Alec Nevala-Lee

Thoughts on art, creativity, and the writing life.

Archive for April 20th, 2012

What the Veep do we know?

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Earlier this week, my wife and I were lucky enough to attend a special screening of two episodes of HBO’s Veep, the new political comedy from the British writer and producer Armando Iannucci. I was excited to see it because I’m a big fan of Iannucci’s In The Loop, one of the best comedies of recent years, and because I love many of the actors in the cast, especially Julia Louis-Dreyfus as Vice President Selina Meyer and Tony Hale (who played Buster on Arrested Development) as her bodyguard and personal assistant. And Veep is, in fact, a very good, if not quite a great show: the pilot is mostly outstanding, and although the second episode I saw—which I believe is the third to be aired—isn’t quite at the same level, there’s still a lot of promise here. (I’ll give a shot to any series that refers to one of its characters, a White House liaison played by Timothy Simons, with the line, “Are we really going to let the guy with the police-sketch face of a rapist tell us what to do?”)

Of course, handicapping a television show based on its first two episodes is a fool’s game. We just don’t know where a series like this will go, and as with most shows, Veep needs to be judged less on its own merits than on the potential of the team it has assembled, and in this case, it’s a great one. I’ll happily watch Tony Hale in anything, and as for Julia Louis-Dreyfus, well, she’s spectacularly smart and attractive and funny, to an extent that may even undermine what the show tries to do with her character’s desperation. Still, she knows how to sell a joke. The scene where Selina Meyer leaves a meeting to briefly freak out over a mistake by her chief of staff—who has signed her own name instead of the Vice President’s on the condolence card for a deceased senator’s widow—is my favorite moment in the pilot. There’s no political subtext here, just pure comedy, and if the show can continue to deliver such payoffs, it’s going to be worth watching.

All the same, the show isn’t perfect. It leans heavily on farce, returns a few too many times to the same comedic wells—characters pretending to have deep conversations while other people are watching, for instance, or saying something offensive without realizing that someone is standing behind them—and occasionally slips into the stray Britishism. Its conception of political horse-trading is probably no less contrived than that of The West Wing, but it feels more like a television writer’s idea of how American politics works—it’s vaguely implausible without being redeemingly absurd. But the show’s strengths are evident as well, especially the luxuriantly profane dialogue, which is such a central part of Iannucci’s work that he outsources much of it, according to the New Yorker, to a profanity consultant (Ian Martin, who is also a writer on Veep).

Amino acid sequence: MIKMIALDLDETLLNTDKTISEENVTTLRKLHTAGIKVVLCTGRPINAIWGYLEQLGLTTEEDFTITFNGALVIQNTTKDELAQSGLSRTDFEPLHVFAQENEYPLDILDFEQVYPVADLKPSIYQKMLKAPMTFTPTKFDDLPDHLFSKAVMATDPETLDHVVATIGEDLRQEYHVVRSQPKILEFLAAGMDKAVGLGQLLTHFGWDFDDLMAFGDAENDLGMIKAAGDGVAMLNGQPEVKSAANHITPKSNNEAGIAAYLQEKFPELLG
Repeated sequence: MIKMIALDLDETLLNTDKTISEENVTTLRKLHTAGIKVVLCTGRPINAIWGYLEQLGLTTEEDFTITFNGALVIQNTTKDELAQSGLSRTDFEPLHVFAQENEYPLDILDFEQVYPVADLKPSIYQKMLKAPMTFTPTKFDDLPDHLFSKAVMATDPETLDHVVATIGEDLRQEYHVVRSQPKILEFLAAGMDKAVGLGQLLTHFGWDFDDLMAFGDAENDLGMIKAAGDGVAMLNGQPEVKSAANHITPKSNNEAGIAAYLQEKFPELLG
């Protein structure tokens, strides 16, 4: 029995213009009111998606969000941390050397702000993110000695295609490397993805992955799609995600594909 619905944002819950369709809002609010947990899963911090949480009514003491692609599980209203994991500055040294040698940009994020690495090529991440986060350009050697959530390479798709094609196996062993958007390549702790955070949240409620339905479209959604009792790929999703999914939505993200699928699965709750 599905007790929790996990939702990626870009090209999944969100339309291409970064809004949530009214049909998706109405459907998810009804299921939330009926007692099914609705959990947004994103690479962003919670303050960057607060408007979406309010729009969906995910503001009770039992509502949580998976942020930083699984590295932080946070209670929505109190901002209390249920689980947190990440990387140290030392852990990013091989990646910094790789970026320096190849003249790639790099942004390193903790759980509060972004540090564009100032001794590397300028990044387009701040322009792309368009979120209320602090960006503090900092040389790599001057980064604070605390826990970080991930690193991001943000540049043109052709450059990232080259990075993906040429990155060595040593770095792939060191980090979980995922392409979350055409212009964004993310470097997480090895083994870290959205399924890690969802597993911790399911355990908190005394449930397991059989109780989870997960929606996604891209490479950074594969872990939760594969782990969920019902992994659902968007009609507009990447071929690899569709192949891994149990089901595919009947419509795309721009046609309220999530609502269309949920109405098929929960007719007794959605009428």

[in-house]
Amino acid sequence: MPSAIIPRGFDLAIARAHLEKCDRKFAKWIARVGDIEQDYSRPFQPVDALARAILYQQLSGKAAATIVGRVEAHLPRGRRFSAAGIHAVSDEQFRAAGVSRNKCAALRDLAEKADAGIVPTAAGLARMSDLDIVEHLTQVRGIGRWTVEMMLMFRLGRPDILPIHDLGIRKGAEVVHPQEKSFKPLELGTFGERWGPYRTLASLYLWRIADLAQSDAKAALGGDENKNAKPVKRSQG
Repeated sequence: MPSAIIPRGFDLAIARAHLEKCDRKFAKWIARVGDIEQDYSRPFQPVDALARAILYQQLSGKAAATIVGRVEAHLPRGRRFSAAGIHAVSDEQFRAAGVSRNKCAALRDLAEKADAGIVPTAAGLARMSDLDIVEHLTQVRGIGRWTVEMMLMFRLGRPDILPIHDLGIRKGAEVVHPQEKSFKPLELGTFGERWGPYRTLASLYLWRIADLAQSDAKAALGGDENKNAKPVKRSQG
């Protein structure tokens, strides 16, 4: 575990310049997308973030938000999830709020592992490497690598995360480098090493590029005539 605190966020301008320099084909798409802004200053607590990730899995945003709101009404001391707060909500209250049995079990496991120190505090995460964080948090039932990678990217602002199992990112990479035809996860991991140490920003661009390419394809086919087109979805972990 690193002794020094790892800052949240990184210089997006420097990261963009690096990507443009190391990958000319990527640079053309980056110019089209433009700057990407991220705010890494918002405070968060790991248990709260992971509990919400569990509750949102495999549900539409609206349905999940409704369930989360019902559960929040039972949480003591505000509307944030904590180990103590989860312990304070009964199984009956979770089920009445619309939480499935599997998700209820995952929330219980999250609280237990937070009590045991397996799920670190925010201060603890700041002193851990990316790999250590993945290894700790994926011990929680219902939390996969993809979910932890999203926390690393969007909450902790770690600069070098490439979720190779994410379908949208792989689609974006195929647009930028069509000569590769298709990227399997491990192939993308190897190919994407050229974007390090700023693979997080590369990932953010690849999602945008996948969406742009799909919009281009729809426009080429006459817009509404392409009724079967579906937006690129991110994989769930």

It’s especially fun to watch Veep now that I’ve finally begun to work my way, in parallel, through the entire run of The West Wing. For whatever reason, I never watched the show when it first aired, but I can’t put it off any longer, especially with the recent resurgence of Aaron Sorkin as perhaps our most talented screenwriter—a gift that he evidently honed through years of writing a great television show. Veep is clearly positioned as a kind of rebuttal to The West Wing—Simons’s character is constantly mentioning that he works “in the West Wing of the White House,” prompting another character to ask, “Is there another West Wing?” And while The West Wing famously inspired many young people to enter politics, as noted in a recent Vanity Fair article, Veep may inspire members of the next generation to stay the hell away. As if they needed any other reason these days.

Written by nevalalee

April 20, 2012 at 9:58 am

Quote of the Day

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Novel writing has an entrepreneurial element: to invent a central story which can function simultaneously as a plausible action and as an emblematic or symbolic one is akin to inventing a new machine or product, a patent that will run and run.

James Wood, The Irresponsible Self

Written by nevalalee

April 20, 2012 at 7:50 am

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